The ongoing blog of the Tomchak family, in Wheaton IL USA

Long Live Our TiVo HD

By on November 18, 2018 in Text Post with 0 Comments

Originally written but never published on January 7th, 2017. 


Back in 2008, we upgraded our living room with an HD TV, HDMI amplifier, and brand new TiVO HD. At the time it was the top of the line unit with a 1TB hard drive. Because I knew I would keep the unit forever, we paid the overpriced one-time fee for the service contract. Now, 10 years later, I was starting to feel like we were on borrowed time. The typical life a hard drive is around 7-8 years and if this one died before I was able to replace it would be a huge amount of work getting it going again. However, if I made that change before it died it would be as simple as cloning the drive and having all of the settings (and the recordings) saved.

I have had this on my list to do for about 6 months now but finally, bit the bullet and just decided to get it done before it was too late. I did some research and figured out that I could replace the old 1TB drive with a 2TB drive and also double my recording capacity.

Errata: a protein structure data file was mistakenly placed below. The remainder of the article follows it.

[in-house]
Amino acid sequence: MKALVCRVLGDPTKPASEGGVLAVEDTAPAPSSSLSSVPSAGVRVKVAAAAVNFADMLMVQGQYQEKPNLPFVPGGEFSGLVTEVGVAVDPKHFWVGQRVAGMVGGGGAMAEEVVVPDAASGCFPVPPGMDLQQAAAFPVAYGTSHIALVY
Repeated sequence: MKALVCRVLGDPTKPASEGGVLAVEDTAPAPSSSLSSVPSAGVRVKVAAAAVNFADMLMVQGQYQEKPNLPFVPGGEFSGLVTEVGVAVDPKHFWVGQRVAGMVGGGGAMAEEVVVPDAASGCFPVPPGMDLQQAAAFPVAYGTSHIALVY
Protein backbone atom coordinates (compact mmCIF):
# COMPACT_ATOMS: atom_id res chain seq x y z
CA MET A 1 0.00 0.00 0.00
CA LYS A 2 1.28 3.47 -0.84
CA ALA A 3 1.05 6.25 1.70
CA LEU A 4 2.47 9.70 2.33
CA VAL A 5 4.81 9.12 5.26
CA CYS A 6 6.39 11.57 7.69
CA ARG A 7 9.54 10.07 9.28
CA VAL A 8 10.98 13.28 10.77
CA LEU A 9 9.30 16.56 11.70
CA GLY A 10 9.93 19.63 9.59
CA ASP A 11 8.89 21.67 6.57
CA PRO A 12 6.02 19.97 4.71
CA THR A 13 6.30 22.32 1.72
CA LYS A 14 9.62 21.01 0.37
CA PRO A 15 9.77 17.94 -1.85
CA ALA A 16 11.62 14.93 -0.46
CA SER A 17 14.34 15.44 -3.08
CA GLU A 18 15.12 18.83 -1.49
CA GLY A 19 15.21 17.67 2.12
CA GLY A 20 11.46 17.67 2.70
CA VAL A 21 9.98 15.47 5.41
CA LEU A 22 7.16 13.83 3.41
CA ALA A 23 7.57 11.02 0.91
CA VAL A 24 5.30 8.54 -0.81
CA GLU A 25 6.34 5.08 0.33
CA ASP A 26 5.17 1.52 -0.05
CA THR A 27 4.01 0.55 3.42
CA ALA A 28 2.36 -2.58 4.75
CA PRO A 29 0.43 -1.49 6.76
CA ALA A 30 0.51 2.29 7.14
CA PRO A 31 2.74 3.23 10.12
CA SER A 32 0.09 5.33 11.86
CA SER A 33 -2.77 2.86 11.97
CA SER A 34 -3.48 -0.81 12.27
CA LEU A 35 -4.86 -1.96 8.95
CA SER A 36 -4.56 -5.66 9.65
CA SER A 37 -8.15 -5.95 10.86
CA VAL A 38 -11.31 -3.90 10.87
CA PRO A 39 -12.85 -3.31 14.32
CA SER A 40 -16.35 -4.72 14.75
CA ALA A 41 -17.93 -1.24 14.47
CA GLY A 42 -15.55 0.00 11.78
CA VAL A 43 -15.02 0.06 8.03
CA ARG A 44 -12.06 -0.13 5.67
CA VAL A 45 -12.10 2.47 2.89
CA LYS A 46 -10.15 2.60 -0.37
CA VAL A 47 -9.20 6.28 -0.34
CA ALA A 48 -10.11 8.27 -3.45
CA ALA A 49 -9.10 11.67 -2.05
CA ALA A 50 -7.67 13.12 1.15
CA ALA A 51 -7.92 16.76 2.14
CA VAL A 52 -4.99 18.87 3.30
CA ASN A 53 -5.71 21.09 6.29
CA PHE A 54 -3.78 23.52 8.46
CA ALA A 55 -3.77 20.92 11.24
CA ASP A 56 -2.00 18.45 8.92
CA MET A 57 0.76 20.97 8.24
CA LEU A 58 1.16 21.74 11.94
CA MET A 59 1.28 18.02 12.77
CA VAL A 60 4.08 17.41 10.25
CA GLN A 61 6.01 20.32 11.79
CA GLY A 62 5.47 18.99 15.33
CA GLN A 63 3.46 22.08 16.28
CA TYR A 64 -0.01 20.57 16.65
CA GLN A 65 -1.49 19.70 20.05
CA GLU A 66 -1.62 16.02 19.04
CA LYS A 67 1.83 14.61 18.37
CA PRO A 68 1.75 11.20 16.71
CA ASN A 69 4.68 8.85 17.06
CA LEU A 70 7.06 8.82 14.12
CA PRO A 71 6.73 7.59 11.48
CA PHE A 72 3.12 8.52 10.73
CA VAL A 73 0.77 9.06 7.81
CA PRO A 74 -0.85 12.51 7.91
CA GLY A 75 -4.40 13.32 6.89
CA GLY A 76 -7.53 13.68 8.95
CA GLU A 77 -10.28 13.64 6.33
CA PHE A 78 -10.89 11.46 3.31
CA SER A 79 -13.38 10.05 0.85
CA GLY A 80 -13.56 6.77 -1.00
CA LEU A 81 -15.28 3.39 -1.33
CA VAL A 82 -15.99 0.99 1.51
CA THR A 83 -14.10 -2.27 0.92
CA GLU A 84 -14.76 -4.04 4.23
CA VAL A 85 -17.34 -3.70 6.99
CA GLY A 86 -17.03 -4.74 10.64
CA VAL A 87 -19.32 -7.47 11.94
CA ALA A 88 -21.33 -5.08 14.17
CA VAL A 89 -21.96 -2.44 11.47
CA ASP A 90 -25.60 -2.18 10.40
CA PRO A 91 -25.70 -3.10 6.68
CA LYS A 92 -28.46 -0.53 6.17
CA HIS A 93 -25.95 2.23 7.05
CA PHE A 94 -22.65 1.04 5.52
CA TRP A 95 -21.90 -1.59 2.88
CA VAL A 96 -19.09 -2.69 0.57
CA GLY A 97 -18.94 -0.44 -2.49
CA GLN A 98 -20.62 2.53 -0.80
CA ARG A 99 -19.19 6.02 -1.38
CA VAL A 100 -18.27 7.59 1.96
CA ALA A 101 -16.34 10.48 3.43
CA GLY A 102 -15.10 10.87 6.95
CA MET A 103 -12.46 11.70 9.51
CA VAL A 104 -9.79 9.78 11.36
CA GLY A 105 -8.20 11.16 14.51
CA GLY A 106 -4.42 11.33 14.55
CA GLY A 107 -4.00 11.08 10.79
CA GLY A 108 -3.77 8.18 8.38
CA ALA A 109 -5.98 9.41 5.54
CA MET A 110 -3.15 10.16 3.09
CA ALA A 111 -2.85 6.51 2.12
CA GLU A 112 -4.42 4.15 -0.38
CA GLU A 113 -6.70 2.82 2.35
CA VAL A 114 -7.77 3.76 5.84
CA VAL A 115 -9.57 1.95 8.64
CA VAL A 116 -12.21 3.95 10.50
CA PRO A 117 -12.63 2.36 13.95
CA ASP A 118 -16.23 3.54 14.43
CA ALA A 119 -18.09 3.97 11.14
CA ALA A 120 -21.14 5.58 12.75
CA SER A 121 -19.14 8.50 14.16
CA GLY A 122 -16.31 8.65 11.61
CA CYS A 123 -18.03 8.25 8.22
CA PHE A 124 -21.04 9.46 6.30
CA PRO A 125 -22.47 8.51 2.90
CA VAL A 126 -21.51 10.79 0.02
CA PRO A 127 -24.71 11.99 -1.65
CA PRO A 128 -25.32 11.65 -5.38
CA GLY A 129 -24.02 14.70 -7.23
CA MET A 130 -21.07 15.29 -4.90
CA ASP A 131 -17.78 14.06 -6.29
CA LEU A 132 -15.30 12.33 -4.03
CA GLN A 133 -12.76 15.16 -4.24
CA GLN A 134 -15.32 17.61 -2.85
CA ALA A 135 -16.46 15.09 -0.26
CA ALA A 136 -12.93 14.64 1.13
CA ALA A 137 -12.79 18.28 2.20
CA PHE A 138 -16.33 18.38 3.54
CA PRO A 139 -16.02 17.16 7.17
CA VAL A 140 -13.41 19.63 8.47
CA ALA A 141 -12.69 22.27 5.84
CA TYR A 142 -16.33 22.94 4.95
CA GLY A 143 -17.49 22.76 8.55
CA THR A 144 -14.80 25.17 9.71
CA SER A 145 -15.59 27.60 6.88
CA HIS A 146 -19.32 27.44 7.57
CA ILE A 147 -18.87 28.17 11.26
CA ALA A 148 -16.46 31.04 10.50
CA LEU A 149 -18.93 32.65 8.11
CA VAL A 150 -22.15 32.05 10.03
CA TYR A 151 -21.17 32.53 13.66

Not every drive is suitable for use with a TiVo because they have to produce a relatively low amount of heat. I did find one guy who put a much hotter drive in his unit but he also glued heat sinks to the drive to help with the heat. I didn’t want to take it that far.

The drive I went with was Western Digital Blue Drive with a 5400 RPM spindle speed and 64 meg cache. You can find it on Amazon for about $70.

If you’re interested in knowing how it all came together and the steps necessary I’ve outlined it below.

The Process

Remove The TiVo Drive

The following steps assume that you have some comfort opening up a computer and installing or removing drives in general. If you are, this will be easy. If you’re not, you may need to phone a nerd friend and ask for a house call.